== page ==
Here are two lists for your afternoon edification:
Things I Should Like: running marathons, cooking healthy meals for my children, using my time efficiently, drinking green smoothies, reading highbrow literary fiction, playing board games, getting my accounting in order, vacuuming my house, watering and weeding garden, meeting new people, ironing...
Things I Actually Like: wasting time, eating chocolate, drinking coffee, beachcombing, writing, Star Wars geekery, crystals, saori weaving, painting, napping, reading Regency Romance, consignment shopping at Value Village and similar stores, talking to my children...
These are by no means complete lists and, let's face it, pretty much every adult life is full of obligations where one is forced to pull on one's big girl / boy panties and simply do what is necessary. I have to undergo a lot of unpleasant medical exams, sit through many an unwanted doctor's appointment, knuckle down and complete the endless paperwork that comes with being on disability, edit my books when I feel like painting, pay attention to Franck when he explains the new Excel spreadsheet he set up for my writing revenue and expenses (bless), et cetera et cetera.
However, we all have at least SOME spare time. My life has changed radically since I stopped filling it with activities plucked from the first list and instead filled it with things from the second, Things I Actually Like.
I am preparing my part in the Moonrise Creative "Unlocking Your Creativity" workshop this Saturday which I am SUPER EXCITED about (just sayin'. Oh! There's another thing I love! Workshops!). I will be leading a bunch of free writing exercises to help unearth our creative selves and free them from the blockages that hold so many of us back. One of the favourite prompts that I have come up with is: "Here is a list of things that make me happy."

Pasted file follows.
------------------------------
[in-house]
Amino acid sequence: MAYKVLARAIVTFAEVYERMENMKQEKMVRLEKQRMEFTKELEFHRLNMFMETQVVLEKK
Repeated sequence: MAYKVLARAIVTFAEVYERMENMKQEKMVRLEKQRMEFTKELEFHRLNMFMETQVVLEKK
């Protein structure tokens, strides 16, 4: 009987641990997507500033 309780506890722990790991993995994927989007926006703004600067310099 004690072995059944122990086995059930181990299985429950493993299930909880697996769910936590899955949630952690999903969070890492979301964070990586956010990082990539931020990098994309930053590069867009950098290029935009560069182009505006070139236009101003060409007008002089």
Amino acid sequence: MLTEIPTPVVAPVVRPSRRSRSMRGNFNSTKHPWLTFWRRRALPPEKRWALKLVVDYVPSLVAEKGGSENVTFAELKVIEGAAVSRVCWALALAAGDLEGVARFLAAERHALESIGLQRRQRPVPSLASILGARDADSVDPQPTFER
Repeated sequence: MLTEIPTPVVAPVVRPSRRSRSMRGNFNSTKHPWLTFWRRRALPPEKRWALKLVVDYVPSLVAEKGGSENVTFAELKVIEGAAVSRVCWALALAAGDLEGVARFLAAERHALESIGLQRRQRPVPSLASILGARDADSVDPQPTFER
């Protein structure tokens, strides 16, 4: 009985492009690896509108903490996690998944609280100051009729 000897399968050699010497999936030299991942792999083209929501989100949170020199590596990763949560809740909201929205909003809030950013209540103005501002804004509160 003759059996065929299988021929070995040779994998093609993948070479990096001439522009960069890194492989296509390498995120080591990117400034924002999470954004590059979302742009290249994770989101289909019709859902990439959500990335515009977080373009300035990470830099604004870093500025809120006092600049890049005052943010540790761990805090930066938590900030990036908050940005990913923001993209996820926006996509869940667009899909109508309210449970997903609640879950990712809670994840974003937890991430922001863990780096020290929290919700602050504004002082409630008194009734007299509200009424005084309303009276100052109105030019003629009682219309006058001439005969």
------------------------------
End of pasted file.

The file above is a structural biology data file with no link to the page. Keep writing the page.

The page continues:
On Saturday, I am going to preface this writing prompt by clarifying that this should not be a list of "things that should make me happy" or "things that other people think should make me happy" or "things I wish made me happy" but actually "THINGS THAT MAKE ME HAPPY." There is a vast and crucial difference.
The list should by definition be quirky, bizarre, humble, grandiose, illogical, and unique...you know...kind of like you.
I have no idea why Star Wars geekery makes me happy, but it has from the time I saw Star Wars IV at the Cineplex Odeon when I was six years old. I have no idea why I love shopping at consignment stores ("treasure hunting" as I think of it) but I have ever since I started a part time job and began earning my own pocket money when I was a teenager. I no inkling why I was designed to be a writer, but besides being born with the "what if" gene I remember writing a short story when I was seven about my Scottish great-grandfather Fletcher and my cat Pandora dying and feeling transcendent when I finished it, and even better when my teacher wrote that she cried when she corrected it.
I always tell my girls this, "Pay close attention to what makes you feel happy and make a mental note. Then, find ways to incorporate more of that into your lives."
But then, take board games...I simply cannot make myself care if I win or lose, and frankly would rather shoot myself in the head than embark on a game of Monopoly. I just want to sit around and talk to people.
Ironing makes me want to punch somebody and the only time our iron is ever taken out of the cupboard is for craft projects. As a result it reeks of melted plastic (Clem's melty bead phase) and probably is no longer fit for clothes anyway.
No one has solved the celestial mystery of why we love what we love, but being honest about what makes us happy and incorporating as much of it as possible into our lives can be transformative. A life created for the irreplaceable you is so much richer than a life created for someone you are not, but think you should be. It is so much happier.
I can't wait to learn on Saturday about the things that makes the workshop participants truly happy. How about you? What things do you actually like?
And, to quote one of my favorite lines from The Princess Bride, "This is for posterity sake, so please be honest."